Thursday, March 17, 2011


There’s something magical about puppets—they really seem to come to life like Pinocchio!

The best thing about puppets is using your imagination to create stories about them! You can make puppets from just about anything! Over the years, I’ve used puppets in my classroom, my clown act, and with my own children.

One time, I was visiting a nursing home as Peppermint Patti. After finishing my show, I visited the people who weren’t able to get out of bed. I brought my bunny puppet with me as an ice breaker. It is so realistic looking; people thought it was a real bunny. As they patted the bunny, they reminisced about the pets they once owned.

Jr. Mint is my faithful sidekick when I do my Peppermint Patti shows. She is a skunk puppet but she doesn’t know it. She thinks she’s a kitty cat. She likes to play tricks on me. She also loves it when I read to her. (That’s another way to get kids to read books—involve a puppet!)

When my children were little they loved watching a video by Sheri Lewis. What a talented performer! She inspired us to make our own puppets and put on puppet productions on many a rainy day.

Recently our fourth grades went on a field trip to the Lincoln Theater in Hartford, Connecticut. We watched a Jim West production of Aesop’s fables. The puppets were incredible! When they showed the audience how to make a newspaper tree, it brought me back to my childhood. My favorite books from the library were ‘make and do’ books. I’m hoping that the show inspired some of my students to try puppetry. Perhaps Jr. Mint will make a surprise visit to our classroom soon!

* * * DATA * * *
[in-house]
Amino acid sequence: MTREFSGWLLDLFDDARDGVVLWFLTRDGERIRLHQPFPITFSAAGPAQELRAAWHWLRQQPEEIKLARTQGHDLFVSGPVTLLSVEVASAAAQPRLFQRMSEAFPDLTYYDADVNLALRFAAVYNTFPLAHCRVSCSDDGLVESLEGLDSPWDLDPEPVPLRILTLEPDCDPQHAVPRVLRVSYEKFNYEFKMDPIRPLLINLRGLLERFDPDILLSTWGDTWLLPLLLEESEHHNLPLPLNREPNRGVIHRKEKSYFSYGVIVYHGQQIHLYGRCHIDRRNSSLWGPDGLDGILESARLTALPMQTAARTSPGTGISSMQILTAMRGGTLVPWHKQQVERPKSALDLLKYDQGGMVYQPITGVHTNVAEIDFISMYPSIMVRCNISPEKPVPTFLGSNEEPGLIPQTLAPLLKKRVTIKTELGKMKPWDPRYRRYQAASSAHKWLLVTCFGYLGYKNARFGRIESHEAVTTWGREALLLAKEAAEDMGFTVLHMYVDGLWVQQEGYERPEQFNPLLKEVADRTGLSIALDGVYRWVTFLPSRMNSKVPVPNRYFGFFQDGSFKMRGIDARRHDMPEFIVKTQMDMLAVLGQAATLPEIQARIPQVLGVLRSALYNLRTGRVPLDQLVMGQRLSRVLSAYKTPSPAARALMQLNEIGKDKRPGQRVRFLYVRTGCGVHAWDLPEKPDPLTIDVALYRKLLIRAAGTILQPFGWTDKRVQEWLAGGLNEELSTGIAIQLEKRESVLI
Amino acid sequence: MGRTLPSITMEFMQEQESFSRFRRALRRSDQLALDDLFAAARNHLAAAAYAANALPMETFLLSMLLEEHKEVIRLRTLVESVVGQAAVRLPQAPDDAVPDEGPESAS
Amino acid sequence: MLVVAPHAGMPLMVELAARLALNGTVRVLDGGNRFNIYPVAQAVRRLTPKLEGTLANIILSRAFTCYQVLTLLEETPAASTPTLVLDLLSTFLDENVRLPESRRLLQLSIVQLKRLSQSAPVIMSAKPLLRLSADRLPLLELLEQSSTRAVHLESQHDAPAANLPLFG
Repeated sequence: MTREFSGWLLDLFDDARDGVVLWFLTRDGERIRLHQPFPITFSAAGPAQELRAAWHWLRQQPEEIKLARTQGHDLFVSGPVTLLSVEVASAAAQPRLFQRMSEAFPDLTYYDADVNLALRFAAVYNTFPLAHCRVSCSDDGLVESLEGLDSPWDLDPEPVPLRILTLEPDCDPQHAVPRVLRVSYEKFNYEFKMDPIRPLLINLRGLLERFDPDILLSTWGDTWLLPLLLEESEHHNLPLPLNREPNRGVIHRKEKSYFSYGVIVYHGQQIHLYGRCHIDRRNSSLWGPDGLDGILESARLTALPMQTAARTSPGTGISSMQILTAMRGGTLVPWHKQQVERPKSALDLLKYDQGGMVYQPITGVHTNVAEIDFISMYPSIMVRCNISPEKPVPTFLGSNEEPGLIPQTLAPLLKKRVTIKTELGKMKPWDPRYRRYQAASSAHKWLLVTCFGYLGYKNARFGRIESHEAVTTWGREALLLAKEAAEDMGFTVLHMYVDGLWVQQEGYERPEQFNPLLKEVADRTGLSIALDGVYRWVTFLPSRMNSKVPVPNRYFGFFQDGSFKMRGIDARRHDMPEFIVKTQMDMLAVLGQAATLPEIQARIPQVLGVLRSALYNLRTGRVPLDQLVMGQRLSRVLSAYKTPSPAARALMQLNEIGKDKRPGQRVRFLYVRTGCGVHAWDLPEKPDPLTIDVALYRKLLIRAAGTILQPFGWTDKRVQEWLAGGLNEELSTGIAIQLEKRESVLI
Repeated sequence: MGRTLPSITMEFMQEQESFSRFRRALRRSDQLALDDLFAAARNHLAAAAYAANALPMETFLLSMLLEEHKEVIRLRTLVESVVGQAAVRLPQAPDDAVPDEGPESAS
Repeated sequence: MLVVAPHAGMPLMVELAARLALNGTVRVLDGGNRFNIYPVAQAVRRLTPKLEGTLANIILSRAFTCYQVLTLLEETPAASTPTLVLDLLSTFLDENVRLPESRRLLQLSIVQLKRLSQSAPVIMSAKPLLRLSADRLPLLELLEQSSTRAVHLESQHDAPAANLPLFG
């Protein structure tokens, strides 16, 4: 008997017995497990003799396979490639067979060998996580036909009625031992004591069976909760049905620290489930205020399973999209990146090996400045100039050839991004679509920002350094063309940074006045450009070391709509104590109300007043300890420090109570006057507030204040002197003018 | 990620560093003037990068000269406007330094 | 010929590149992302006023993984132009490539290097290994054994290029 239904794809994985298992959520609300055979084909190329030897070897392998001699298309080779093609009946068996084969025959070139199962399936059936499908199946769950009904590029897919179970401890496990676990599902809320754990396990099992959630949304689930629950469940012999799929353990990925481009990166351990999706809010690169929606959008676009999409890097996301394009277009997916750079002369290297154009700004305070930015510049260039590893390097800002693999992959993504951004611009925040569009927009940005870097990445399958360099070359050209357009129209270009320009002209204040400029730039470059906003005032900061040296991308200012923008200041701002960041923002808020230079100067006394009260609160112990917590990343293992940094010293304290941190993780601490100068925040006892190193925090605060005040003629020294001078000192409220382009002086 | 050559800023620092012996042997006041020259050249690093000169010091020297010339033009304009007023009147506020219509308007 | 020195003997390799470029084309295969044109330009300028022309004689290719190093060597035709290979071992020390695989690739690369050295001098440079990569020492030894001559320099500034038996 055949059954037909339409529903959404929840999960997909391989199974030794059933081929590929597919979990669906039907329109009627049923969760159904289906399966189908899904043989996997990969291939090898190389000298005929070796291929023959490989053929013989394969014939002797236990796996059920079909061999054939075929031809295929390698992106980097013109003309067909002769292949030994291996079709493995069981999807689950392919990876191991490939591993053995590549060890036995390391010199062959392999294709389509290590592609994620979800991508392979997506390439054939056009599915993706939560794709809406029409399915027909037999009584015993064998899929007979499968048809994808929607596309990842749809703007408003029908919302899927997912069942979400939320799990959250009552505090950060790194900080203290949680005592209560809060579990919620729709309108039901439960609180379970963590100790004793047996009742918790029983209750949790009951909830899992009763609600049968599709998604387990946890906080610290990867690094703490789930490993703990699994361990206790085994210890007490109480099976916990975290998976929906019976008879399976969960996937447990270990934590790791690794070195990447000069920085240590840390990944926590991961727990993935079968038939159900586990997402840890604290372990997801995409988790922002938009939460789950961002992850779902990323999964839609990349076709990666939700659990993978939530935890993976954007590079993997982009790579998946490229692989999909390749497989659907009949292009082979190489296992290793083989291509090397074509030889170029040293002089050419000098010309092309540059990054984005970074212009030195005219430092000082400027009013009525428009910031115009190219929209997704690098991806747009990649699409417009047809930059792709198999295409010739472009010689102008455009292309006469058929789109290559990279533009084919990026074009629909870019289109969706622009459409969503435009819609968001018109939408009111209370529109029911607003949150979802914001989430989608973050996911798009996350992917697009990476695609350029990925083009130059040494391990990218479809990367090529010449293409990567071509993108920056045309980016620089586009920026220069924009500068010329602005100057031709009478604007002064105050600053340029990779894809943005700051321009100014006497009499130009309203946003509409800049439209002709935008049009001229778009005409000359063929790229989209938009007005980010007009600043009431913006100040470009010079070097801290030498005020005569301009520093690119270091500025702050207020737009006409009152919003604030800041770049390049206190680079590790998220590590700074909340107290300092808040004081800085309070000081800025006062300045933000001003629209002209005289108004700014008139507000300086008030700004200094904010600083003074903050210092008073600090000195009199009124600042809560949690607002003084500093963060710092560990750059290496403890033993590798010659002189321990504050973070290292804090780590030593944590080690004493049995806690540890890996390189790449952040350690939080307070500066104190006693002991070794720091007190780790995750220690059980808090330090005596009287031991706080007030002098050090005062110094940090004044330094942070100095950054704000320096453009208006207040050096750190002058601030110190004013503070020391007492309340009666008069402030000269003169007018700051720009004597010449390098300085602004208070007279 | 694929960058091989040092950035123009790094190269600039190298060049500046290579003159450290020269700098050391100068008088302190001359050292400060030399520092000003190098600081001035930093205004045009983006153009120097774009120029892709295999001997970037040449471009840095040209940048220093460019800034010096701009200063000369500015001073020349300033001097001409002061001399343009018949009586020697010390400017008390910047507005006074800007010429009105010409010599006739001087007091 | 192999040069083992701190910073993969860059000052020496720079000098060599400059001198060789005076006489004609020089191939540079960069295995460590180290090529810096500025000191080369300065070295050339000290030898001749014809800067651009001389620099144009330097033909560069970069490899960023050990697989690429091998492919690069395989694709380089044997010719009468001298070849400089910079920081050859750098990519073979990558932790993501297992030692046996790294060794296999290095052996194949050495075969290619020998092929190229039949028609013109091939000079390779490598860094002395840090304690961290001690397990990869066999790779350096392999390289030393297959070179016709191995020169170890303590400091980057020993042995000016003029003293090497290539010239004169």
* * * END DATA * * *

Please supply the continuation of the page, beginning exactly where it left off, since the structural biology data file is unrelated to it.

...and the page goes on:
Has your family enjoyed a good puppet show lately? Leave me a comment—I’d love to hear about it!

Tuesday, March 8, 2011

Read Alouds

My favorite part of the school day is when I read aloud to my students. It’s so much fun to make a book come alive as I change my voice for the various characters. I love the looks on my students’ faces as they become lost in the telling of the tale. Even my reluctant readers become engrossed in the story.

I read three long novels per year. In addition, I read shorter books that correspond to the season or holiday (Friendship, women’s rights, Black History, etc.). The book we’re currently enjoying is Peter and the Starcatchers. It’s a contemporary book written as a prequel to Peter Pan.

Our read aloud time is about twenty-five minutes every day—just before recess. I try to time it so that I stop at a real exciting part. (The kids are onto me—they know I do it on purpose!) It’s great to leave them hanging until the next day.

Sometimes if they’ve been really good I’ll read to them for a few extra minutes at the end of the day. It’s great incentive for them to get ready to go home quickly and quietly. It’s also relaxing for all of us as we are transported to a place and time with pirates, crocodiles, and mermaids.

Do you read aloud to your child? Does your child’s teacher read aloud to his class? Leave me comment below.